Less interaction with restaurant staff, more cleaning likely to linger
After indoor food service has been closed in many parts of the United States amid COVID-19 closures, in-person indoor dining is back.
While the highly contagious delta variant and low vaccination rates in some areas fuel an increase in COVID-19 infections that can lead to more closures, at some point indoor meals will be back, but that may not be exactly the same as it is remembered.
Chefs, restaurateurs and industry experts have suggested that many industry changes inspired by coronaviruses will be lasting, such as increased interest and availability in outdoor dining, more technology and more. take-out options. But what about the changes to the old-fashioned interior dining experience in person?
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Restaurant cleaning practices developed amid COVID-19 should stay
One lasting change that should benefit the public is improved sanitation. Diners can expect some public availability of hand sanitizer, whether bottles at the host booth or more permanent dispensers, to remain in sight.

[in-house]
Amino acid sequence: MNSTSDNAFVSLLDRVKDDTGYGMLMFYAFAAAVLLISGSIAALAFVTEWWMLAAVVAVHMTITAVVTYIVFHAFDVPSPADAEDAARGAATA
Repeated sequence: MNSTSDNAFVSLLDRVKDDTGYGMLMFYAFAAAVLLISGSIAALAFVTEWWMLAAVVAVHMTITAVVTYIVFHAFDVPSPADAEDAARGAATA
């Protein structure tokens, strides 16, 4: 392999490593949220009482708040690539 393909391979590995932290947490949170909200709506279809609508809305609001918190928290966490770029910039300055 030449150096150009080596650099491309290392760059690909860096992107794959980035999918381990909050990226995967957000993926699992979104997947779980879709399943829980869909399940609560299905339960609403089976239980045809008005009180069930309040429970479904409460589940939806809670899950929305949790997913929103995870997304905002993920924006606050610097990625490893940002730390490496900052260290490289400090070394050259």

Cleaning has increased during the pandemic, and many experts predict that as customers come back, they will continue to favor restaurants that put cleanliness first.
“I would say that customer expectations for cleanliness and sanitation will continue to be at the forefront of the post-COVID dining experience,” said Mark Montoya, general manager of Sawmill Market, an artisanal food court in Albuquerque, New Mexico, which opened just before COVID-19 closures began last March. “This has always been a priority for the restaurant industry, but over the past year the world has revolved around Clorox wipes and hand sanitizer. At Sawmill, we will continue to train our staff to wash constantly hands and wipe frequently touched areas.
Steve Haigh agrees. Haigh is the co-founder of Scotch + Bacon Group, which operates four restaurant concepts in Miami (Chikin, Būya, Kyu and Laid Fresh) as well as spinoffs in Montreal, Toronto and Mexico City. “I predict that as guests return to the dining room, they will be more aware of their surroundings. They’ll want more space, visible sanitation practices, and the introduction of more private rooms for small groups.